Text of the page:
ONE of the 1980s models that is teetering on the edge of extinction is the Talbot Solara, a French attempt to carve a slice of the large saloon market dominated by Ford and Vauxhall.
The Talbot name was a French owned progression of the old Rootes Group, a firm which fielded marques such as Hillman, Sunbeam and Humber.
Those names faded into obscurity under the new ownership and the models that succeeded them were far short on appeal.
Gone was the solid British build of the Hillman and Humber cars and in drove a range of cars that were completely new in outlook and nowhere near as posh as the cars that we had known and loved.
The four-door Solara was closely related to the Simca 1510 as it was known in France and when introduced in 1980, it looked reasonably modern and fresh.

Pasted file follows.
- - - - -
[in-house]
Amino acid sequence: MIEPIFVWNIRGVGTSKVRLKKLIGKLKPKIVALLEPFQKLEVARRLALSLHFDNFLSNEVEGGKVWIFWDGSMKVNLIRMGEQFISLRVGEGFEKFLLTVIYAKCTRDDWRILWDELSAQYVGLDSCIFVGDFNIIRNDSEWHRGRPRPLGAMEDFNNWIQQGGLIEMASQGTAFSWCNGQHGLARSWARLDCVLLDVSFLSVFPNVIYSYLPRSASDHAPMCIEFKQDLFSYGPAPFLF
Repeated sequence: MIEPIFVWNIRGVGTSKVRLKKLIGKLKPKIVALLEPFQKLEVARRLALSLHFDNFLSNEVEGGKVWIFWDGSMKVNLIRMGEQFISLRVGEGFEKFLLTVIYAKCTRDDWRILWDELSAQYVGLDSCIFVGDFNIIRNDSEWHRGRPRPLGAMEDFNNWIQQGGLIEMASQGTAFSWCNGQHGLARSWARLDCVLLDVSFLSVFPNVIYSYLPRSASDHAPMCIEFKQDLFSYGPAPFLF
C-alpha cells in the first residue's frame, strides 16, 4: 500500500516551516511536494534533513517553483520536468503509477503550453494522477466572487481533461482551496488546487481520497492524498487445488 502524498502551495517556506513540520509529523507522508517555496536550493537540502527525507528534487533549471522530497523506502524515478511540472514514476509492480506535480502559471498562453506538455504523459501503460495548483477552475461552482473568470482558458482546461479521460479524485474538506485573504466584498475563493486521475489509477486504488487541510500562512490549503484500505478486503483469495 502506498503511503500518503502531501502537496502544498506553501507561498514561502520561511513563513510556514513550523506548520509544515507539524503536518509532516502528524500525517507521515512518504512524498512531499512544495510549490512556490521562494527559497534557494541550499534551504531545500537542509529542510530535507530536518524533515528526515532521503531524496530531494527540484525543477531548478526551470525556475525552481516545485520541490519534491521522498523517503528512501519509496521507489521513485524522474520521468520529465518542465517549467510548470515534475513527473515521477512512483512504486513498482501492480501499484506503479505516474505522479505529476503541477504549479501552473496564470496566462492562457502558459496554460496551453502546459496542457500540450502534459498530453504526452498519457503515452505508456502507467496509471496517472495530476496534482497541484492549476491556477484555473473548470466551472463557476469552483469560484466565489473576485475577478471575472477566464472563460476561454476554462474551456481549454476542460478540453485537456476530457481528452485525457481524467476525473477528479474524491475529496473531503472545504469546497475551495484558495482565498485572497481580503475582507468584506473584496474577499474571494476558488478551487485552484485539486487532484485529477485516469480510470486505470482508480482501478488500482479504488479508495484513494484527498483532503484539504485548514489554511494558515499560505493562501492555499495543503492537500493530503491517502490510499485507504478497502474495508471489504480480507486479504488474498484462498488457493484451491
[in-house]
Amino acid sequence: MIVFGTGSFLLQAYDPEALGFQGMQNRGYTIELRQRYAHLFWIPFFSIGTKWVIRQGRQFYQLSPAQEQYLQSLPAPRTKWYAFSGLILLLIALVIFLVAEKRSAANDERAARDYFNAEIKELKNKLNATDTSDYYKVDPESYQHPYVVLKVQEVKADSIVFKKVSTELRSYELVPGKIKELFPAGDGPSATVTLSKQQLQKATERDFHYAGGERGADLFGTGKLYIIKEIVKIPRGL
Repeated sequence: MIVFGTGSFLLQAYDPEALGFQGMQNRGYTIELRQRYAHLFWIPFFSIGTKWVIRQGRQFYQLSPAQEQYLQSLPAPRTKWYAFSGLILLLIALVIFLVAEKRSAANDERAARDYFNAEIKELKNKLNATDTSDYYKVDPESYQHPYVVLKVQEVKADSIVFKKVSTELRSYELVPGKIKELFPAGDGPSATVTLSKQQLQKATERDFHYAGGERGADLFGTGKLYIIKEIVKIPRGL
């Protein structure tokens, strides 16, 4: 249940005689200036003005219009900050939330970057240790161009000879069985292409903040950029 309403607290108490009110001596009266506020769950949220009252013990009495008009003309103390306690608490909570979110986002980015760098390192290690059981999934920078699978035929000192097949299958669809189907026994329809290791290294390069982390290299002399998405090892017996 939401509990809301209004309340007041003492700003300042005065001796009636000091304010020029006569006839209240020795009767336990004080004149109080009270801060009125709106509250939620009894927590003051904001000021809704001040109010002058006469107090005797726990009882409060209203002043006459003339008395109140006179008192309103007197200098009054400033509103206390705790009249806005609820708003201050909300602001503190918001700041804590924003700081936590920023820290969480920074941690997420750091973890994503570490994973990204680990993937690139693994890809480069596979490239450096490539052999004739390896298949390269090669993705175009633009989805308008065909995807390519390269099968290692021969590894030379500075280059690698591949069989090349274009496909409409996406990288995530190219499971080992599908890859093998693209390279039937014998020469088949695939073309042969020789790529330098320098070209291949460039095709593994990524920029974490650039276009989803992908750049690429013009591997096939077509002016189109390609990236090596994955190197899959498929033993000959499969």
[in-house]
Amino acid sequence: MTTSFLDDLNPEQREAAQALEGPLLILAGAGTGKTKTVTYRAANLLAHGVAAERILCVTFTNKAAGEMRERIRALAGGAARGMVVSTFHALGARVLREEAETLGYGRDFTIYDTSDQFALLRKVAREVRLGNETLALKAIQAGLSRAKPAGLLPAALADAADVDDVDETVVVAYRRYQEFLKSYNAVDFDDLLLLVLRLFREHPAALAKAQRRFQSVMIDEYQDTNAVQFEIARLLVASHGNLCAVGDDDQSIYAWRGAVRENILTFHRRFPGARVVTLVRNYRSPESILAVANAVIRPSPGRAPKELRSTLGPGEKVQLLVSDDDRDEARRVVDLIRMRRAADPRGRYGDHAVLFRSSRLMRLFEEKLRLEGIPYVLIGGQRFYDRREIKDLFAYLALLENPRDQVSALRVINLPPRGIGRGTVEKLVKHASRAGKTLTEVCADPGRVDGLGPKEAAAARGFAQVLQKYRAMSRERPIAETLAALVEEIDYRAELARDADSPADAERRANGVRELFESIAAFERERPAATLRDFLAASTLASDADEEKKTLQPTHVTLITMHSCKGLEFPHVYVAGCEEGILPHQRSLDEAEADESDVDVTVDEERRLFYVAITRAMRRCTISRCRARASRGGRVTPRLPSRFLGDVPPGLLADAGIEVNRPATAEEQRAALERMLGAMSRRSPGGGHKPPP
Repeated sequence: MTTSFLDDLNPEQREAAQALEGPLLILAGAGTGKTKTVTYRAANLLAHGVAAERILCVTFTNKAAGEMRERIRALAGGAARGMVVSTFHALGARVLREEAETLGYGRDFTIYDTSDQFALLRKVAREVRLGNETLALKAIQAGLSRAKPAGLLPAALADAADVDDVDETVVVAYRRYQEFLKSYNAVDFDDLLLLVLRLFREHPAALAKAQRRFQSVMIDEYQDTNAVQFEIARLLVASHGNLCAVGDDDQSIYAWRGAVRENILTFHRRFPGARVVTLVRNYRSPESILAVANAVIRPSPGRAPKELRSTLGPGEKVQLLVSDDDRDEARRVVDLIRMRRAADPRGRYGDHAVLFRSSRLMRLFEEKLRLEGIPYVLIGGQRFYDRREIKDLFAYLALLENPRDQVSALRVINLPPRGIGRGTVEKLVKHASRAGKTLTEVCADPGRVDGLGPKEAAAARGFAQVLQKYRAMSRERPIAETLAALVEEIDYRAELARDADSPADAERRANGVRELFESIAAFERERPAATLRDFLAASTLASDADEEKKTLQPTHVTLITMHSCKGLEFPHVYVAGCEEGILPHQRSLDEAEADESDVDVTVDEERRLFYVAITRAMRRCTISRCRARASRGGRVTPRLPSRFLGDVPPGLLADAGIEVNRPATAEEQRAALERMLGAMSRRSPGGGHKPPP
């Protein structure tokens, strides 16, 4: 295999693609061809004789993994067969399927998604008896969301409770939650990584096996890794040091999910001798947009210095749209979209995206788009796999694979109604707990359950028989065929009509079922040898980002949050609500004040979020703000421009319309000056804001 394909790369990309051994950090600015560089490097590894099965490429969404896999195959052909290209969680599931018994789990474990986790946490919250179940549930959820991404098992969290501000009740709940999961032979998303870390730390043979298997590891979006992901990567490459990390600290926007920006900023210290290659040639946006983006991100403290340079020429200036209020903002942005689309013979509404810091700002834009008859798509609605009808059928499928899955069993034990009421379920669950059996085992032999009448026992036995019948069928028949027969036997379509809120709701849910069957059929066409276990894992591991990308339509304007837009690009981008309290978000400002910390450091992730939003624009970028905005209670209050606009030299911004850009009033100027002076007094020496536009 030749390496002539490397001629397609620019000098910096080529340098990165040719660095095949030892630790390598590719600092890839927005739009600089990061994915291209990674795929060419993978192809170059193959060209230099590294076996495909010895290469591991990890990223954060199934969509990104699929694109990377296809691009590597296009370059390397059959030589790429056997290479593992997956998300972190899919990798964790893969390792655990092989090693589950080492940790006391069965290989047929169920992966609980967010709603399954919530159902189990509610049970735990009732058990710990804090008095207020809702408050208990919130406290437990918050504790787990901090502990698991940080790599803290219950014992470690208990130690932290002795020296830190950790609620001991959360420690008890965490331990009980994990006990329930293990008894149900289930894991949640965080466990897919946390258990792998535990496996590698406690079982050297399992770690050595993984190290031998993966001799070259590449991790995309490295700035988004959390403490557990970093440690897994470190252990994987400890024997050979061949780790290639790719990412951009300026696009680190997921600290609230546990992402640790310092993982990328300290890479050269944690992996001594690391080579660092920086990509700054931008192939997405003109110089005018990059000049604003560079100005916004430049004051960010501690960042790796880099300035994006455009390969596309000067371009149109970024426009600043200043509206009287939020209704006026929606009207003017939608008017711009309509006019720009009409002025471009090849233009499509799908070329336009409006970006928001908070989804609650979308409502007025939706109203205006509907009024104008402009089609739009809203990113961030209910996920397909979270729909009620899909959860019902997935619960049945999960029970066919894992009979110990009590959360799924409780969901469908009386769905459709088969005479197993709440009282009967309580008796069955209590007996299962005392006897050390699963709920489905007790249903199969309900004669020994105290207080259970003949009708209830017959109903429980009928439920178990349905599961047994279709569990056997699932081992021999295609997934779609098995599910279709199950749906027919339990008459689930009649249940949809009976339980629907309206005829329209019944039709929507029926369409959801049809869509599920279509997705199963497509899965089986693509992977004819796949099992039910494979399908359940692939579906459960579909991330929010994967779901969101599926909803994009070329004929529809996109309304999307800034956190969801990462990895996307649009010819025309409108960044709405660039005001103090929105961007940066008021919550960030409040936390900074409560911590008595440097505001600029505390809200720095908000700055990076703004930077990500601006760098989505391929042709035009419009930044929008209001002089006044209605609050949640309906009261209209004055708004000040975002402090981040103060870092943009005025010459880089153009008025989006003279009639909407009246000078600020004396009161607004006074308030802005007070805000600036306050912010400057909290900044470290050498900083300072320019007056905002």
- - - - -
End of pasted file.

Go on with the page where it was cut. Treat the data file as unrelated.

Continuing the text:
Replacing the old Hillman Avenger, the Solara jut did not cut the mustard with the ultra-conservative tastes of the UK market as sales were not as high as was anticipated.
However, it looked a fresh, new departure when it was launched in 1980. here were many shaken heads from UK fleet buyers who expected a more vivid and exciting offering.
The Solara came in 1.3 and 1.6-litre forms and I remember the 1.6 to be reasonably peppy but with steering that was not up to the then modern standards.
Unfortunately, the Solara was somewhat tinny and rust became a major problem.
It slipped away after five years and the Talbot marque was eventually driven into the history books.
The Solara was a classic example of producing a car that was totally inferior to some of the great cars that had gone before. Imagine being given the choice of a Solara or a Humber Sceptre. Without doubt, no contest.